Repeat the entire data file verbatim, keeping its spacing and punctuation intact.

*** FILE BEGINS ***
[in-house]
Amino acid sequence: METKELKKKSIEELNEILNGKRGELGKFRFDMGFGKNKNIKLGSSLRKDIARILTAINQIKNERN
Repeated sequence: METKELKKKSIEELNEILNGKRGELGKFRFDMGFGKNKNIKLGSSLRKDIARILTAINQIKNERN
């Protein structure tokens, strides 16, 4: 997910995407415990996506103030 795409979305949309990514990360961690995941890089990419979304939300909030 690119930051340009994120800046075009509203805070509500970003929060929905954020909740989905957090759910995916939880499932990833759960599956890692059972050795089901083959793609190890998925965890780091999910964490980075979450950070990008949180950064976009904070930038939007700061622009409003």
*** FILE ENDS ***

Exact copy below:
[in-house]
Amino acid sequence: METKELKKKSIEELNEILNGKRGELGKFRFDMGFGKNKNIKLGSSLRKDIARILTAINQIKNERN
Repeated sequence: METKELKKKSIEELNEILNGKRGELGKFRFDMGFGKNKNIKLGSSLRKDIARILTAINQIKNERN
């Protein structure tokens, strides 16, 4: 997910995407415990996506103030 795409979305949309990514990360961690995941890089990419979304939300909030 690119930051340009994120800046075009509203805070509500970003929060929905954020909740989905957090759910995916939880499932990833759960599956890692059972050795089901083959793609190890998925965890780091999910964490980075979450950070990008949180950064976009904070930038939007700061622009409003």